The static objects and elements, whether in game or animation, generally have the same requirements. Static objects and elements have immobile surfaces, which means that the vertexes never move relative to each other. This allows for a little greater freedom as far as the use of triangles is concerned, but only in final models, with texture coordinates and materials set up properly.
This means that if any 3D sculpting is intended, the base model should first appear in quad topology before being sculpted, and then optimized with the hi-resolution geometry and textures handy.
N-Gons are only allowed if no sculpting is intended, but otherwise are oque to use.
Triangles may somewhat help to keep the polycount down to the minimum. They are alos good for times when you need some sort of sharp "lip" on a rigid shape. However, keep in mind that triangles can only be used in such static areas where you are sure that the vertexes defining the triangle will not move with respect to each other during the animation.
There are engines that support the use of holes in static geometry, like CryENGINE 2 by CryTek, but get around the hole-collision issue by placing proxy geometry around items. Proxy objects are usually generated by copying the mesh and either manually or automatically reducing it's polycount to somewhere below 500-1000 triangles. The proxy may use all trianles if desired, since the actual mesh doesn't ever get rendered.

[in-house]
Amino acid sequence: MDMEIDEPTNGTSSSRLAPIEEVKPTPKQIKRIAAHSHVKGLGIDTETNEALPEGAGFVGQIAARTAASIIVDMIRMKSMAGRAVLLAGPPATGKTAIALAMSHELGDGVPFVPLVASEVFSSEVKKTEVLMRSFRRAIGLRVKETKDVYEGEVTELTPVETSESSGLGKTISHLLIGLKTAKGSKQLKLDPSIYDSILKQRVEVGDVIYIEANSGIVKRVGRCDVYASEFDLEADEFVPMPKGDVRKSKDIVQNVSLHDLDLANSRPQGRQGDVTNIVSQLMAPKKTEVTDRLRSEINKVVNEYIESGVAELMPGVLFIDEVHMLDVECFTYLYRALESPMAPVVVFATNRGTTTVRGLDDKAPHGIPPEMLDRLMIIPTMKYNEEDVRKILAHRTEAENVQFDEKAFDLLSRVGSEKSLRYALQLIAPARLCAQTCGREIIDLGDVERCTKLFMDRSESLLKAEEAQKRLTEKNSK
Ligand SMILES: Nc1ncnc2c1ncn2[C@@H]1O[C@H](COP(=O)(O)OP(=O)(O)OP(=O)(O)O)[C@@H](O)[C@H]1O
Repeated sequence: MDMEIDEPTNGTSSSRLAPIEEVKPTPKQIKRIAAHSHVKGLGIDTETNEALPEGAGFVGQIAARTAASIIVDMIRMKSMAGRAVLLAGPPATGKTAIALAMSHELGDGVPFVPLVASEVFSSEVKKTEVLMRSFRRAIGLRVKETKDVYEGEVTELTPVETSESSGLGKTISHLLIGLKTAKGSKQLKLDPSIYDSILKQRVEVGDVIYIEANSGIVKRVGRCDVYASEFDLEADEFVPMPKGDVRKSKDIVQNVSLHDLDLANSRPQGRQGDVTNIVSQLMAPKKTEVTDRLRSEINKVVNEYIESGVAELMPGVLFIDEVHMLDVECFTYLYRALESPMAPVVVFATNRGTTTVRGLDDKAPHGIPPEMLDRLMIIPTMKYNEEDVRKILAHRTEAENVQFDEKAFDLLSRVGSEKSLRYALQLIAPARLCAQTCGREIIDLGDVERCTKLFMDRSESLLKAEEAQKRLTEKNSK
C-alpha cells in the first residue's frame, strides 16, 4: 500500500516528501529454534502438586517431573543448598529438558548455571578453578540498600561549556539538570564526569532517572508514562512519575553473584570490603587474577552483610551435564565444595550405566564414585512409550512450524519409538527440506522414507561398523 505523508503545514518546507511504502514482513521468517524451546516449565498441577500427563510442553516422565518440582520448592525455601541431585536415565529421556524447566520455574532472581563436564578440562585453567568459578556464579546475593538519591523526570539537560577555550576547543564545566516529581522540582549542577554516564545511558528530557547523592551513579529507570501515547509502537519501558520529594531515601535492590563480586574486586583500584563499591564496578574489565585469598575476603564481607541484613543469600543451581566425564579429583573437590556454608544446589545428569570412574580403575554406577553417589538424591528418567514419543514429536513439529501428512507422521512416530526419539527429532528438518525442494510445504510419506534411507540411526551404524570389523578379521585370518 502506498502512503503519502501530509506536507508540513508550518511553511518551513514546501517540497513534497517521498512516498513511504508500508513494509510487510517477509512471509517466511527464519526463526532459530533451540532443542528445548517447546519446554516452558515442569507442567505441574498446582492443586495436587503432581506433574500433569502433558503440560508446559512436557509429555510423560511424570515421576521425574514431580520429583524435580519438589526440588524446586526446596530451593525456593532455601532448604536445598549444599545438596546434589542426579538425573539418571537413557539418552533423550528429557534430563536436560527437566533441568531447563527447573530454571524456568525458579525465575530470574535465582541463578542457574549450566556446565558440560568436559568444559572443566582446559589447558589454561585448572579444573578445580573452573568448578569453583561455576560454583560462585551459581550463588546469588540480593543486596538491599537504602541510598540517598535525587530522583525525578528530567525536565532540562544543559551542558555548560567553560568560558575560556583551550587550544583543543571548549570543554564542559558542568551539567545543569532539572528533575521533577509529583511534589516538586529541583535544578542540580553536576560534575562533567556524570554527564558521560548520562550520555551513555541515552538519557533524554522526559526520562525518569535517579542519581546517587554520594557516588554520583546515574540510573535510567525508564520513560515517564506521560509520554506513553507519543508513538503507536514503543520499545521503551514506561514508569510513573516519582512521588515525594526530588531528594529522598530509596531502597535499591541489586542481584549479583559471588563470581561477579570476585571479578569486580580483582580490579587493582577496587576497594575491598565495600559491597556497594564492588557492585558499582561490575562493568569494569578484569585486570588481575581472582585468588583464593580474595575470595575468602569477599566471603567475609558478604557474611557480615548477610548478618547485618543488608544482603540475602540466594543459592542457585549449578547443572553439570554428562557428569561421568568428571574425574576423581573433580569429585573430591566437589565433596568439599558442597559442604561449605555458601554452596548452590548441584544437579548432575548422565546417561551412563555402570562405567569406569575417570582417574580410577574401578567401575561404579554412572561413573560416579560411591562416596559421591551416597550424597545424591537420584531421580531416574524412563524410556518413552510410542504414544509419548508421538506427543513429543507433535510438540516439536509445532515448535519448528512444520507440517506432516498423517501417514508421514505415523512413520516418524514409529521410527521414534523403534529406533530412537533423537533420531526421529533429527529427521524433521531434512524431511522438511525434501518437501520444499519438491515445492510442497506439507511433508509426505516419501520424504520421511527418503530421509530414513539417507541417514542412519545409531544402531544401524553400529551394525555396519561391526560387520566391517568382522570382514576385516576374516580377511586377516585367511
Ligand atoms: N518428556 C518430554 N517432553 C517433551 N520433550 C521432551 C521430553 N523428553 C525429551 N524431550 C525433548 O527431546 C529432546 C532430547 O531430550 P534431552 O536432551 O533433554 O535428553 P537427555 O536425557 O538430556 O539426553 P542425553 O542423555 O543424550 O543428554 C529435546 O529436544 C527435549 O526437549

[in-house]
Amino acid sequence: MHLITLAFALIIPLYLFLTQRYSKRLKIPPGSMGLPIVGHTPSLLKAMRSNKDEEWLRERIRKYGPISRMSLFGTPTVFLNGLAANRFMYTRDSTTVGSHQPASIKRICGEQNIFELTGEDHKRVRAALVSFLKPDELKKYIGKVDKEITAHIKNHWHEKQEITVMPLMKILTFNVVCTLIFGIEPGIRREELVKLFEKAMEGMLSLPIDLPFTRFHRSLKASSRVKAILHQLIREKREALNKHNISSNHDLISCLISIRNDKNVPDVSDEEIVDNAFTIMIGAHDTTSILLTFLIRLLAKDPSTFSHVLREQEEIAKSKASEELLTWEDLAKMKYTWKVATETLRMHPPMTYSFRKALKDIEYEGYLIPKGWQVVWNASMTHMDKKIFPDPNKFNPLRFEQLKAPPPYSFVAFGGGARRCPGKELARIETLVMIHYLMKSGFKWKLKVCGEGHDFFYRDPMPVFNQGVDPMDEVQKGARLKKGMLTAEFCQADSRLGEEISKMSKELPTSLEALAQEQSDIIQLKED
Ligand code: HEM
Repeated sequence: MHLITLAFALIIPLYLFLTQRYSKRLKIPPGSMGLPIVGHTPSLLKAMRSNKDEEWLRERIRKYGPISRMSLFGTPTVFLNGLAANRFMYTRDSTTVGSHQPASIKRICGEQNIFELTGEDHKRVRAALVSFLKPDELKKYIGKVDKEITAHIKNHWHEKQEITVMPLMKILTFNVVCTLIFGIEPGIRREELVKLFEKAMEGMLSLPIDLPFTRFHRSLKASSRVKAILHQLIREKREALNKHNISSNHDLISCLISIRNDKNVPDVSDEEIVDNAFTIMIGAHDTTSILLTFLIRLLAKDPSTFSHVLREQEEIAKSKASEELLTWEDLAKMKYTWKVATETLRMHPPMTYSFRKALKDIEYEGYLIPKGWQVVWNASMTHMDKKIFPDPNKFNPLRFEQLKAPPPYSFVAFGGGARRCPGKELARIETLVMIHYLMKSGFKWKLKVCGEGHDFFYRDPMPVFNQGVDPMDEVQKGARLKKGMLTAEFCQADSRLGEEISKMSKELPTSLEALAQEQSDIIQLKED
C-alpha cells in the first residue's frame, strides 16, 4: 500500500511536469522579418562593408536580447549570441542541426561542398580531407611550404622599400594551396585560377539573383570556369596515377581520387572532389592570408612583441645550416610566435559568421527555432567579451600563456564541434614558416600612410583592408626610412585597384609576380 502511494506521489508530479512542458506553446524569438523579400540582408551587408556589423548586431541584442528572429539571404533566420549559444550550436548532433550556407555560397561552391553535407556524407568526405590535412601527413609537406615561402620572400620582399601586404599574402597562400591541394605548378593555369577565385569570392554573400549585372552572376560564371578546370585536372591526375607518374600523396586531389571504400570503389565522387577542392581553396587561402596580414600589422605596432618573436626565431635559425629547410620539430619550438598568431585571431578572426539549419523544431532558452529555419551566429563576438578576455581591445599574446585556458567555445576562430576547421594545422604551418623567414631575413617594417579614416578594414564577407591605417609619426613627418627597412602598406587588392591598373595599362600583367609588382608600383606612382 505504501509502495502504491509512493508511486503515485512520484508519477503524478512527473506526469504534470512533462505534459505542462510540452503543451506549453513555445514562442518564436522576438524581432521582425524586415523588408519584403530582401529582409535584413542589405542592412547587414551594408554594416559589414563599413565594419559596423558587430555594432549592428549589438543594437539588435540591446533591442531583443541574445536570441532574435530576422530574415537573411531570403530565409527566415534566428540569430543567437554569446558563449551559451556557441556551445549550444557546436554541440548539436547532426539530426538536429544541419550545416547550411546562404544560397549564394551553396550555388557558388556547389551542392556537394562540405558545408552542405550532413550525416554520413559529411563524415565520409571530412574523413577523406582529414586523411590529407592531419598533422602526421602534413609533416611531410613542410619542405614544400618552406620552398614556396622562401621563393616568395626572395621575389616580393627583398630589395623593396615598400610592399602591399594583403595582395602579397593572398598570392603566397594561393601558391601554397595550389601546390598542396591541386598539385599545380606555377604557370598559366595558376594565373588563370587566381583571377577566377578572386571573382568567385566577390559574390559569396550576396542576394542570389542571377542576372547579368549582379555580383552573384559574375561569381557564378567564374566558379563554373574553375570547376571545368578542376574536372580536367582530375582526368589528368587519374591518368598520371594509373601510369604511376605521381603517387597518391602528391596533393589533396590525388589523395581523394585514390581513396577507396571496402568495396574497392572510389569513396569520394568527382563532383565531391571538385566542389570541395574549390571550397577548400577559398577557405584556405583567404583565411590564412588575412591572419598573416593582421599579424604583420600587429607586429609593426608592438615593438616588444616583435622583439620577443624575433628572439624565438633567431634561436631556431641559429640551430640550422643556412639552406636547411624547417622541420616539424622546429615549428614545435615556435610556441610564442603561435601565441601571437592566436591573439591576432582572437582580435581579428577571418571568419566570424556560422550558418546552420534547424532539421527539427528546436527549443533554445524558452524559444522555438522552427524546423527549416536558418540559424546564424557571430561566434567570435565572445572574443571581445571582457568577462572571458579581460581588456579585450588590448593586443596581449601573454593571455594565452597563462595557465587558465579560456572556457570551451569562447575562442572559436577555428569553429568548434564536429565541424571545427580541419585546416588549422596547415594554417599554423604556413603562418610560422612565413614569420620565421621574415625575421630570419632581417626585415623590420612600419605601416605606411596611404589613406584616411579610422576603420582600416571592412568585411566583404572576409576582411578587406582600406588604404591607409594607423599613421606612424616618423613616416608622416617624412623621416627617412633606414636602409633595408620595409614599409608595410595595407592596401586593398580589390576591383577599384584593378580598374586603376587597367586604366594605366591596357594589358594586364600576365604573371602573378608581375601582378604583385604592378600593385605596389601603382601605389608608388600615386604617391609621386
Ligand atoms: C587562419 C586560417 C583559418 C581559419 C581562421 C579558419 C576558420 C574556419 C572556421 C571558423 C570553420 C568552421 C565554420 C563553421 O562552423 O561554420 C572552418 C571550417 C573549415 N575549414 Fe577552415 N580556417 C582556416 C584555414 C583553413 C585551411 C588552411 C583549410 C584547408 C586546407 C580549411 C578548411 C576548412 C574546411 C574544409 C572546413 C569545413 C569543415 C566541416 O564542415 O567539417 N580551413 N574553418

Dense / High Polycount Areas
The use of high polycount in static geometry for animation or gaming is highly undesired. It is generally recomended to keep the polycount as low as possible, for conservation of time during frame rendering or improvement of real-time 3D performance, depending on the task. This is the primary reason for allowing the use of triangles in static geometry.
Vertexes that are surrounded by (define one end of) five edges are allright to use in static meshes, but watch out for those if you will 3D-scult your high-resolution model in ZBrush or mudbox. They are absolutely fine on the low-resolution geometry that will be used in the actual 3D game engine or during frame rendering, so worry about these only before the high-resolution model is sculpted.
These are alos fine, but the same considerations apply as for 5-edged vertexes.
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